The other month on Wandering Scientist’s blog, an anonymous poster told me that I would regret it when the dean at Harvard calls to tell me that my child has flamed out, if ze gets in. (Why did said anon do that? I think because six year old DC1 does workbooks on weekends, and therefore must not be enjoying childhood?)
I responded that Harvard is a cakewalk for kids who get in and my kids most likely wouldn’t have any trouble there. And I wouldn’t encourage them to apply there because I’d hope they would go someplace where they’d get a better education.
Seriously, Harvard has really high grade inflation (yes, there “have been studies”). They have large lectures taught by graduate students with little practice, both their own and graduate students from other schools who they hire for peanuts. (What they offer to adjuncts in my field is a joke.) Many flagship state schools give better undergraduate educations, and, depending on your parents’ income and the state you’re from, at a considerably lower price.
Harvard is great for graduate school. But undergrad, it’s an easy A. Very difficult to flunk out or even to get more than a few Bs. You have to work at not getting As. I suspect the grade inflation is to keep parents happy given that so many classes are large lectures taught by people who are not yet famous professors. (They argue it isn’t really inflation, just the student body quality, but outside metrics disagree.) [Exception: One of the colleges doesn’t have the same grade inflation that the others do– it curves to a B rather than to an A- or A. I always feel sorry for those students. They can actually show up to class and do the work and still get the occasional C!]
Now students at Harvard do run themselves ragged, but not with schoolwork. Harvard tends to accept students who did a million extracurriculars as high school students and who try to do the same as college students. Many of them fail at that and do mediocre jobs at several things rather than focusing on doing well at a small number.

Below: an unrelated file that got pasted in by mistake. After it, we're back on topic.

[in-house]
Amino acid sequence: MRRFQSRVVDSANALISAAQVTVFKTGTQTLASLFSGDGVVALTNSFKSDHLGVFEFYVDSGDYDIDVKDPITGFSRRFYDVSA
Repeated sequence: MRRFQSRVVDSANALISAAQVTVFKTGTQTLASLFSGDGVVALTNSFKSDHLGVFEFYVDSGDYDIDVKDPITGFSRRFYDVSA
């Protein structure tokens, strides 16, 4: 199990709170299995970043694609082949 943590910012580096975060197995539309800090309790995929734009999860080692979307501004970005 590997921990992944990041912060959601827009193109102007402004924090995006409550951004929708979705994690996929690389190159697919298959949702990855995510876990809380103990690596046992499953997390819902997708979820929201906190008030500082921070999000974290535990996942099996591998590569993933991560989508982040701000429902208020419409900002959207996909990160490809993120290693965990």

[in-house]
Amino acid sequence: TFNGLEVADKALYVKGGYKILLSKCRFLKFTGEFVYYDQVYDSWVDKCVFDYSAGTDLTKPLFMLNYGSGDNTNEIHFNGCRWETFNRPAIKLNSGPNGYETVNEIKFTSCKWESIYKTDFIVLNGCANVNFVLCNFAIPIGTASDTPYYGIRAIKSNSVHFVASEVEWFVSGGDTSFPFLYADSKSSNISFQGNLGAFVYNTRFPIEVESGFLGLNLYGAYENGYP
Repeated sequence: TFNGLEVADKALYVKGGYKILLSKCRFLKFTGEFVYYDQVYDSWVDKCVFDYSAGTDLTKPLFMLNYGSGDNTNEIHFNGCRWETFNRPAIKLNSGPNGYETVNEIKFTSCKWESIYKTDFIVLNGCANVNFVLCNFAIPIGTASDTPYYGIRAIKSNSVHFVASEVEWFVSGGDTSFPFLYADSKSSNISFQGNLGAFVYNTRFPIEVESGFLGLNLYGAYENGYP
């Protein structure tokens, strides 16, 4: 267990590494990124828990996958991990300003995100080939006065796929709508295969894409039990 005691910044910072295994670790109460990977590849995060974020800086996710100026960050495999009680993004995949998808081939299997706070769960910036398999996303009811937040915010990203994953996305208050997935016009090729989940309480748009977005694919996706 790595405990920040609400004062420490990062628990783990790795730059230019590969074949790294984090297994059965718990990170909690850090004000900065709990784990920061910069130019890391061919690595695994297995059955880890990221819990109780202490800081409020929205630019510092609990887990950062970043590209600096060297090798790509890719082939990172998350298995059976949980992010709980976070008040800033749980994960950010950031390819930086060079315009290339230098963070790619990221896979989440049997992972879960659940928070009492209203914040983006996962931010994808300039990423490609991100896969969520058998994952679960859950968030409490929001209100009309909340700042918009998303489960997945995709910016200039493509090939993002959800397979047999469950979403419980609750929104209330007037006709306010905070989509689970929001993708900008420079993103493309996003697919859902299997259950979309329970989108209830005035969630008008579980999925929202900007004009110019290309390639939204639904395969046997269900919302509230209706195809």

That’s not to say that Harvard isn’t a good school or there aren’t reasons to go to Harvard. Certainly the student body is elite and a kid can make great connections that will last a lifetime. There’s also the imprimatur on the resume. Exceptionally good students can get research assistant work. But all in all, I would put it up there with Michigan or Berkeley (both great State schools with the same problems at the undergrad level, though perhaps not so much killing with extracurriculars) in terms of the educational experience.
Personally, I prefer the SLAC model, and I know that ‘tech schools are far more challenging. If my kids want to go into a field that isn’t offered at a high quality SLAC, we’d be looking for schools with strong supportive programs in their area of interest. I can’t really see a good reason for recommending Harvard to my children. As a parent, I have concerns about the big ‘tech schools too, but if they really want to go, we’d have to talk about it. DC1 would definitely have to be able to emotionally manage that perfectionist streak that shows up from time to time.
Now, for a kid whose parents make under 75K [update: see comments for actual numbers], I think is the current number, Harvard is free. That would push it above the state flagship. There’s also some evidence suggesting that having an ivy on a resume helps out children with low SES although it has no effect on those from high SES backgrounds. (Our kids are high SES, even if their parents were not.)
As for whether or not my kids could get into Harvard, I know as well as anybody that at those levels it’s a crap shoot.* One of our friends from high school had straight As, perfect SATs and was the state math champion. He didn’t get into Harvard. After all, there are 50 state math champions. So he went to Stanford. (And did very well.)
Parents with gifted kids generally aren’t about competition. We’re more concerned about helping our kids fulfill their potential, something that can be a precarious business when the K-12 system isn’t set up to work with you. (Also, we’re too exhausted!) And no, a Harvard education isn’t a holy grail for us. We know better.